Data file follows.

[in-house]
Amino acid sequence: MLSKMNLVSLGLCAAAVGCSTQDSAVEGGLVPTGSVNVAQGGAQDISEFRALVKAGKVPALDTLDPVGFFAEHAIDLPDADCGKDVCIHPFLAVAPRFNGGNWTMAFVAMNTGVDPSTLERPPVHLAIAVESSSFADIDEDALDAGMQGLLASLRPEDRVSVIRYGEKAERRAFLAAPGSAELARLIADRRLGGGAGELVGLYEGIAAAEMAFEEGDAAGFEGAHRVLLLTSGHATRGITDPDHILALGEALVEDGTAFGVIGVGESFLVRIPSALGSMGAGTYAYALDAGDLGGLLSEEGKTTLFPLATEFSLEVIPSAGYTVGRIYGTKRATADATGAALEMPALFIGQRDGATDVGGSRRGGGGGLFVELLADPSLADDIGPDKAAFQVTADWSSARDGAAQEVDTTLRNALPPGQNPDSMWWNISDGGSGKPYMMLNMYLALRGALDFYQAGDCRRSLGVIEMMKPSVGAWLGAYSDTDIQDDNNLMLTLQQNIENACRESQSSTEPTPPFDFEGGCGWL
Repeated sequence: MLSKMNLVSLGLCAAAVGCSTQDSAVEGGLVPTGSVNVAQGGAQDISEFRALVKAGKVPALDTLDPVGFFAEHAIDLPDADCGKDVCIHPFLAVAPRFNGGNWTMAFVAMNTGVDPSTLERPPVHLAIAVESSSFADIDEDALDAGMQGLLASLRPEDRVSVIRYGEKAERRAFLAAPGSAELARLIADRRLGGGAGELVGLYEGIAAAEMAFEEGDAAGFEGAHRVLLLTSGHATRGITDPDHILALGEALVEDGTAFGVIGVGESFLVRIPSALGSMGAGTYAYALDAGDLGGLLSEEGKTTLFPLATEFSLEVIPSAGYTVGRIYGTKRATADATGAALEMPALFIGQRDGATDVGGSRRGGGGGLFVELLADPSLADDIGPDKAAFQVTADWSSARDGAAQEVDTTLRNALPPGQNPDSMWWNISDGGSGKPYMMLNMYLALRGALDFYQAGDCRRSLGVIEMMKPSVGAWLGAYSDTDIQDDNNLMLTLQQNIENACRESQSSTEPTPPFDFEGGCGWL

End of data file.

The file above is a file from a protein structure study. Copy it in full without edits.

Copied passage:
[in-house]
Amino acid sequence: MLSKMNLVSLGLCAAAVGCSTQDSAVEGGLVPTGSVNVAQGGAQDISEFRALVKAGKVPALDTLDPVGFFAEHAIDLPDADCGKDVCIHPFLAVAPRFNGGNWTMAFVAMNTGVDPSTLERPPVHLAIAVESSSFADIDEDALDAGMQGLLASLRPEDRVSVIRYGEKAERRAFLAAPGSAELARLIADRRLGGGAGELVGLYEGIAAAEMAFEEGDAAGFEGAHRVLLLTSGHATRGITDPDHILALGEALVEDGTAFGVIGVGESFLVRIPSALGSMGAGTYAYALDAGDLGGLLSEEGKTTLFPLATEFSLEVIPSAGYTVGRIYGTKRATADATGAALEMPALFIGQRDGATDVGGSRRGGGGGLFVELLADPSLADDIGPDKAAFQVTADWSSARDGAAQEVDTTLRNALPPGQNPDSMWWNISDGGSGKPYMMLNMYLALRGALDFYQAGDCRRSLGVIEMMKPSVGAWLGAYSDTDIQDDNNLMLTLQQNIENACRESQSSTEPTPPFDFEGGCGWL
Repeated sequence: MLSKMNLVSLGLCAAAVGCSTQDSAVEGGLVPTGSVNVAQGGAQDISEFRALVKAGKVPALDTLDPVGFFAEHAIDLPDADCGKDVCIHPFLAVAPRFNGGNWTMAFVAMNTGVDPSTLERPPVHLAIAVESSSFADIDEDALDAGMQGLLASLRPEDRVSVIRYGEKAERRAFLAAPGSAELARLIADRRLGGGAGELVGLYEGIAAAEMAFEEGDAAGFEGAHRVLLLTSGHATRGITDPDHILALGEALVEDGTAFGVIGVGESFLVRIPSALGSMGAGTYAYALDAGDLGGLLSEEGKTTLFPLATEFSLEVIPSAGYTVGRIYGTKRATADATGAALEMPALFIGQRDGATDVGGSRRGGGGGLFVELLADPSLADDIGPDKAAFQVTADWSSARDGAAQEVDTTLRNALPPGQNPDSMWWNISDGGSGKPYMMLNMYLALRGALDFYQAGDCRRSLGVIEMMKPSVGAWLGAYSDTDIQDDNNLMLTLQQNIENACRESQSSTEPTPPFDFEGGCGWL